Go on a little egg hunt with me today. First I bumped into Angela Hickey’s flower-covered eggs (one chicken, one quail). Hers is a traditional approach straight from her garden of flower canes.
Ariane Friesleben camoflaged her eggs with Swelligant patinas to make them look like precious metallic treasures. She offers a carved faux ivory version as well.
This Jan Montarsi egg was hiding in his Flickr gallery. His palette includes pearl clays and pinata inks (here’s the tutorial) in the mix which makes the extruded strings glow.
All of this led me back to the PolymerArtArchives and one of my all-time favorite eggs from a 1991 series by Ford and Forlano (then City Zen Cane). You can still find echoes of David and Steven’s bright graphic roots in their current work.
Even Martha Stewart was in on the hunt this year. Yep, here’s the video that shows Martha trying her hand at polymer.
If you’re dreaming about April in Paris, you’ll love Laure Bonnet in Rennes. Her playful polymer bouquets are sold in trendy galleries all over France like this one (Dumauvobleu, Mathilde Colas and others sell there).
Laure’s dark-edged disks and ruffled petals are wired together in a riot of colors and shapes to form bright baubles for fashion divas. There’s more at this site which represents several galleries and in her photo galleries.
The five winners from Monday’s From Polymer To Art magazine giveaway are: Lanette Holland, Leila Bidler, Bonnie Kreger, Valda Belyeu and Glo Weimern. Marjon and Saskia will be in touch with you. Congratulations!
That’s what Stephanie Kilgast discovered. She was mobbed by miniaturists in Hong Kong at her press conference there a few months back. Her sushi platter brooches and earrings sell quickly. Catch the pictures and the news video.
Stephanie was born in Germany, lives in France and travels the globe showing her miniatures. She studied architecture but shortly before graduation she discovered polymer miniatures. After graduation she became a full-time miniaturist. That was in 2009.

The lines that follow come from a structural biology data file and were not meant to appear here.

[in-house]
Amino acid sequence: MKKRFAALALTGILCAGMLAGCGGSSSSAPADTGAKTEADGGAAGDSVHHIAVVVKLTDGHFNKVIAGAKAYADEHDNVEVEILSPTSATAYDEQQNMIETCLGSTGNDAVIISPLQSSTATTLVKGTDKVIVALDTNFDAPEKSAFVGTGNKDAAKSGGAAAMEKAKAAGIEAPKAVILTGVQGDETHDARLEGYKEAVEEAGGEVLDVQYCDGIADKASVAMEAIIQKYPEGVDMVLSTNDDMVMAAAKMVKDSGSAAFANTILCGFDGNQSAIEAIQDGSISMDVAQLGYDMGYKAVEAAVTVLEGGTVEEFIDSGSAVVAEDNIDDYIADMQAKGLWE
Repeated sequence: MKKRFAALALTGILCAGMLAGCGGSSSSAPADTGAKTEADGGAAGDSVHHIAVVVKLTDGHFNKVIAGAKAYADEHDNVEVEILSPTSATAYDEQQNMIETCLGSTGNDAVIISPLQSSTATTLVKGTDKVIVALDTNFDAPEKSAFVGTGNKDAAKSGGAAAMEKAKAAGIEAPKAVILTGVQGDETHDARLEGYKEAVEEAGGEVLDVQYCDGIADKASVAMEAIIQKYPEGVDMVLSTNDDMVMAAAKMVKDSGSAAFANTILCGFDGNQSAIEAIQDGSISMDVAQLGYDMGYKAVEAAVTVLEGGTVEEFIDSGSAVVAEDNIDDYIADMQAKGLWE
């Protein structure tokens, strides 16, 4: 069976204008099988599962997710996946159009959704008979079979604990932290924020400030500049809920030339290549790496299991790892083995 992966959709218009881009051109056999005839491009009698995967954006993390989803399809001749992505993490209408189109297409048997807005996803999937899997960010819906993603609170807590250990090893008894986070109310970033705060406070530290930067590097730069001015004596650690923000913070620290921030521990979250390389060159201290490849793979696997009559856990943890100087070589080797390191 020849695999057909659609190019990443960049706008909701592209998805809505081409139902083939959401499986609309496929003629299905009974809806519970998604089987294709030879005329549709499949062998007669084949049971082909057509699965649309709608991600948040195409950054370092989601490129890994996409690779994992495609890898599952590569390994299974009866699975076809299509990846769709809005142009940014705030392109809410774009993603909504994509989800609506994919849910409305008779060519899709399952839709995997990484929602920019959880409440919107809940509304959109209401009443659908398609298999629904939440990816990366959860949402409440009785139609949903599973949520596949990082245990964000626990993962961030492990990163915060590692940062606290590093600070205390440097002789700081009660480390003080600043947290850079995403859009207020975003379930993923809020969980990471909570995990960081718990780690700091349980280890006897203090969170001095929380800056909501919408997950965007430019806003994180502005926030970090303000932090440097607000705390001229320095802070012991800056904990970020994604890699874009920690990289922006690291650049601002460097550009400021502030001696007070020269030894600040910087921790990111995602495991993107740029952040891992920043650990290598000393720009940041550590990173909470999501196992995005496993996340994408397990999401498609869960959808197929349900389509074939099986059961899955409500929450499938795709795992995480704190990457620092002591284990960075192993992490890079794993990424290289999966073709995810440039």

Her mini-Easter eggs and chocolate bunny fit our week perfectly. You’ll find a bunch of Stephanie’s free tutorials on her site. She’s also on CraftArtEdu, CDHM.org, Flickr and in all the usual places. It’s best to look when you’re not hungry! Thanks to Donna Kato for the link.
Our surveys showed that only two percent of polymer artists are men. That statistic may have contributed to the popularity of Dan Cormier and Staedtler’s director of marketing Nils Henssen during the Synergy3 auction.
Saskia Veltenaar and Marjon Donker, publishers of the Polymer To Art Magazine started the silliness by requesting Dan’s kissable stubble as an auction item (a bold move considering that Tracy Holmes was the auctioneer). When Saskia and Marjon later proposed Nils as an item, Hollie Mion and I could not let the Europeans outbid us. Here’s Nan Roche dropping out.
To raise the stakes, I offered a PCD post that would document the event. I’m paying up with this post. Here are the two kisses that raised hundreds of dollars for IPCA. It was hard to explain to my husband how I placed a winning auction bid and came home with nothing.
Giveaway 5 magazines
Silliness aside, the Netherland’s Saskia and Marjon are offering a copy of this month’s issue of their international magazine, the Wind issue, to FIVE lucky winners who leave a comment on this post. Sign up before Tuesday midnight to be entered to win. Winners will be announced Wednesday.